Following Congress’ failure to enact “repeal and replace” legislation this summer, the new Obamacare buzz phrase for the fall is “market stabilization.”
An ad hoc group of House members calling themselves the “Bipartisan Problem Solvers Caucus” has released a draft outline of a proposal to Stabilize the Individual Market, while in the Senate, the Health, Education, Labor and Pension (HELP) Committee will hold hearings with governors and state insurance commissioners Sept. 6 and 7 on stabilizing premiums in the individual insurance market.
The first point—which bears repeating, even though it should be obvious—is that the reason the market needs stabilizing is because it was destabilized by Obamacare’s flawed design.
A second relevant point is that Obamacare has effectively produced an individual health insurance market with two distinct subsets of people—those that get subsidies for their coverage and those that do not—and has had different effects on each group.
Of the current 17.1 million individual market enrollees, half (8.4 million) are buying coverage without any subsidies, mostly off the exchanges. The other half (8.7 million) are getting subsidized coverage through the Obamacare exchanges.
Many of those buying coverage through the exchanges can get financial help twice over—their premiums subsidized, and their cost-sharing reduced. Of those receiving premium subsidies, two-thirds also qualify for reduced cost-sharing (lower deductibles and copayments), funded through separate “cost-sharing reduction” subsidies paid to their insurers.
Because Congress has so far not appropriated funding for the cost-sharing reduction subsidies, insurers are uncertain how long the Trump administration will continue the Obama administration’s policy of paying those subsidies anyway.
In response, the bipartisan caucus proposes to “[b]ring cost-sharing reduction (CSR) payments under the congressional oversight and appropriations process…” However, they then add the clause, “…but ensure they have mandatory funding.”
The call for “mandatory funding” implies that the group also wants to amend the statute to make the subsidies an entitlement, with funding authorized by a permanent appropriation. That would be a very bad move.
An important benefit of the appropriations process is that it forces Congress to periodically reexamine programs and decide whether to amend their design. In contrast, creating a new entitlement for cost-sharing reduction subsidies would entrench an unnecessarily complicated and convoluted health insurance subsidy design that Congress should revise anyway.
Furthermore, not paying the cost-sharing subsidies won’t result in enrollees losing coverage. An analysis by the Congressional Budget Office confirms that the effect of insurers increasing premiums to cover the loss of cost-sharing reduction subsidies would be to simply shift those subsidies from the back end to the front end.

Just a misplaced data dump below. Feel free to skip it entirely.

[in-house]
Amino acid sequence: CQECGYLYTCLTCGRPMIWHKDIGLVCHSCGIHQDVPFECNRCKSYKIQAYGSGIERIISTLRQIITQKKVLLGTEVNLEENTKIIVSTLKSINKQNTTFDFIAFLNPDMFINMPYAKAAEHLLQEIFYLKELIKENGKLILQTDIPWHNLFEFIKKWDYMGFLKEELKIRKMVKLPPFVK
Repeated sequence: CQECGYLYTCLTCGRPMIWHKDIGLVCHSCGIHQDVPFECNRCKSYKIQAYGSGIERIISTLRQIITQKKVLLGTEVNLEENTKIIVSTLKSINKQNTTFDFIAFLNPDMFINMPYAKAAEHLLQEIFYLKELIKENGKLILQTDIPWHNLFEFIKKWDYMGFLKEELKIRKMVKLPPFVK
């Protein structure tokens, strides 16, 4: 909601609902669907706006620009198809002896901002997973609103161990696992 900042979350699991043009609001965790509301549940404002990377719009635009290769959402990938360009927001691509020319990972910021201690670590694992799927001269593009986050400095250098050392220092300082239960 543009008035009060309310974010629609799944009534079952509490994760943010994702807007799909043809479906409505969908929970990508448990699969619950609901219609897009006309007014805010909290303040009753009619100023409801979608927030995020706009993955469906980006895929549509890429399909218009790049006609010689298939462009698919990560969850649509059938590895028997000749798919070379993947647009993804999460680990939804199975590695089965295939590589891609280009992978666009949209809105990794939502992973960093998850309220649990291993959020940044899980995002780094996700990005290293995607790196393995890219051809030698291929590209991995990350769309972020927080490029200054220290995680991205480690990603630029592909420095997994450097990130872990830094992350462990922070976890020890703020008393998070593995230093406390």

In other words, enrollees who qualify for cost-sharing reductions would be charged higher premiums, but because of the way Obamacare works, that would result in those enrollees receiving larger premium subsidies that paid all, or nearly all, of the additional premium.
With respect to unsubsidized enrollees, the bipartisan caucus proposal—unlike this summer’s failed House and Senate bills—does not include any Obamacare regulatory relief or provisions to create incentives for continuous coverage.
This means the proposal essentially does nothing to address the burdens imposed on unsubsidized enrollees, who bear the brunt of the premium increases and coverage disruption caused by Obamacare’s insurance market regulations.
It is people buying health insurance without subsidies that most need relief from Obamacare’s escalating premiums and the return of disappearing health plans.
The congressional proposal calls for creating “a dedicated stability fund that states can use to reduce premiums and limit losses for providing coverage—especially for those with pre-existing conditions.”
This idea—adding more subsidies to a damaged system—is neither an adequate nor effective solution to Obamacare’s flawed insurance regulations that have produced escalating premiums and adverse selection in the market.
While the proposal calls for repealing the excise tax on medical devices, it curiously does not call for repealing Obamacare’s tax on insurance premiums, which directly adds about 3 percent to the cost of coverage—nor does it call for repealing the pharmaceutical tax which, like the medical device tax, increases health care costs.
The proposal says that the new spending “should be paid for,” but makes no commitments on that score. It provides only a list of “potential” offsets—five of the six of which entail reductions in Medicare spending.
The obvious offset would be to phase out the unjustifiable extra federal funding to states for the Medicaid expansion, but that is not part of the proposal.
Finally, the proposal floats the possibility of “some technical legislative changes” to the state waiver process under Section 1332 of Obamacare. However, absent further specificity on what those changes might be, it is impossible to say if they would give states any meaningful additional regulatory flexibility.
In sum, while it is clear that the House bipartisan group thinks Congress should appropriate funding for cost-sharing reduction subsidies, the rest of their market stabilization proposal wouldn’t actually do much to stabilize the individual market.
Let’s hope the Senate takes a better approach.